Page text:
No. of Recommendations: 5
GregD100,

You wrote, How do you evaluate Preferred Stocks?

You read the preferred stock prospectus, analyze them for yield, any capital appreciation potential and adjust your assessment for factors like default risk, call risk, maturity date and tax treatment that can reduce the effective YTM. You then compare them to alternative investments such as stock and/or bonds individually for that security or sector or as an investment group as a whole and decide if their potential return and/or the attributes of a preferred security such as the income stream would be desirable in your portfolio.

One of the risk factors most newbies probably don't appreciate is that a lot of preferred stock tend to be junior obligations. That is if the company were to go bankrupt, the odds of you getting paid is low. However in some cases such as bank issues, the senior debt isn't much better.

Also you need to learn the difference between the various types of preferreds. Not all preferreds are recreate equal.

1. Corporate preferreds are the direct obligation of an operating company.
2. Trust preferreds are issued by trust entities and the trust exists solely to distribute payments from some underlying asset(s) to the shareholders.
3. Capital preferreds are used by regulated industries (mainly banks) to raise regulatory capital and their use and terms are constrained by their regulatory bodies.
4. Capital trust preferreds are Trust-issued preferreds that contain regulatory capital bonds and their restrictions tend to match the underlying bonds.
5. Finally there are convertible preferreds of which there are two kinds - optional and mandatory. Optional convertible preferreds convert to a common stock at a ratio stated in the prospectus at your option; mandatory convertible preferreds convert when certain conditions have been met.

Also, I am fine with making ~7%. So I was thinking Preferred Stocks.
I have been looking through:
http://online.wsj.com/mdc/public/page/2_3024-Preferreds.html......

I have pulled a few out. Wondering how people would evaluate them.

Southwest Bancorp Inc. Southwest Capital Trust II- Trust Pfd Sec OKSBP
It has paid its last 8 dividends
In 2008 it was $26. And now it is $26.70. Stable price.

ING Groep 8.50% ING Perp. Hybrid Capital Secs. IGK
It has paid its last 8 dividends
In 2008 it was $24.50. And now it is $25.54. Stable price.

AMR 7.875% PINES 2039 AAR
It has paid its last 8 dividends
In 2001 it was $25.00. And now it is $23.52. Stable price.

Deutsche Bank Contingent Capital Trust V 8.05% TruPS DKT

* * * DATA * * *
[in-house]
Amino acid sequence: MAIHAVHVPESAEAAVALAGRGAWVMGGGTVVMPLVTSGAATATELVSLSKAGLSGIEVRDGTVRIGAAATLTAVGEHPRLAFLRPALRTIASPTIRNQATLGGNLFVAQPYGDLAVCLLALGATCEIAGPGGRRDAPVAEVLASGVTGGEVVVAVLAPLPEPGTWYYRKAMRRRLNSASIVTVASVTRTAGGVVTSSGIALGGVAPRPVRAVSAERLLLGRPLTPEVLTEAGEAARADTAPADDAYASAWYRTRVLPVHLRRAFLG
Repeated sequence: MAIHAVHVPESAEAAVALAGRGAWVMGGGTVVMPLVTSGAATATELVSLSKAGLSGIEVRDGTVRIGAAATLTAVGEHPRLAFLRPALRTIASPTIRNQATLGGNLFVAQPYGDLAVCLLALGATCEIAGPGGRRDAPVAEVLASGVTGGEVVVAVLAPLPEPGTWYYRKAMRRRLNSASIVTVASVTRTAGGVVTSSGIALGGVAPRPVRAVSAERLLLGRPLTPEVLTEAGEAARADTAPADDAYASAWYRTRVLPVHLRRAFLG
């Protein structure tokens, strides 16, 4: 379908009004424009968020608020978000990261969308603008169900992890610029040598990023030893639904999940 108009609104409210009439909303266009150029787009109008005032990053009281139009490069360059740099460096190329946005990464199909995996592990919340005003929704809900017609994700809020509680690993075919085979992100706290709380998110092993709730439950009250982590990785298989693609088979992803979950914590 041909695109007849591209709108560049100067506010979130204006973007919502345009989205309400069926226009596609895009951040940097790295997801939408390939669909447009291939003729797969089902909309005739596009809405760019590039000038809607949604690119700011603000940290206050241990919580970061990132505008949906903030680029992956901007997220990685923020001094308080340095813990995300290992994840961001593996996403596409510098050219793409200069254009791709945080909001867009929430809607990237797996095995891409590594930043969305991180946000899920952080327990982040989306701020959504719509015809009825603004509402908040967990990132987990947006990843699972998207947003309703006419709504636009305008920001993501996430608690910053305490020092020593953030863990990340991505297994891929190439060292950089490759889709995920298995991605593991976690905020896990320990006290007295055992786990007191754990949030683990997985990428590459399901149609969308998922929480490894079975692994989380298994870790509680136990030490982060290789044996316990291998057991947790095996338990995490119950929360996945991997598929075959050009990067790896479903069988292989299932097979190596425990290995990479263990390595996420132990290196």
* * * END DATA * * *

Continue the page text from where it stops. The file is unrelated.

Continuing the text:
It has paid its last 8 dividends
In 2008 it was $25.20. And now it is $25.70. Stable price.


I've investigated the last 3 preferreds in the past. I hold shares of IGK, as well as IDG and INZ - all are ING perpetual capital preferreds. I consider ING's securities to be a reasonable risk, but I'd only consider buying in the dips today.

OKSBP is a small Capital Trust preferred issue ($30M) from a small bank holding company. The issue is unrated. I've been burned (well, slightly singed) by an issue like this and won't go there again. The problems with small issues is the lack of information and the lack of liquidity. This issue's yield might look attractive now, but if the issue gets suspended, you'll be wishing you'd made another choice.

AAR I've avoided as too risky. AMR has been through bankruptcy in the recent past and could easily head there again. The company is capital intensive, but it owns almost no assets. All of it's planes are leased and likely bond holders are likely to get stuck holding a mostly empty bag if the company ever goes under completely. The only upside to AAR is that the issue is actually senior debt, so the default scenario may not be quite as bad as I make it sound. But in any case, I think AAR clearly deserves it's junk bond status.

I like DKT. It offers a good yield from a respectable bank with a 15% tax treatment, making it a good candidate for a taxable account. The problem with Deutsche Bank is that it has a fair amount of exposure to Greek debt. I don't think Deutsche Bank will go down, but it's likely that it's going to struggle a lot if Greece goes bankrupt. If that happens, DKT might be downgraded and you might be able to buy it even cheaper when that happens.

I don't own any DKT today; but of the four you suggested, this is the one I'd probably buy today if I were in the market in a taxable account.

- Joel
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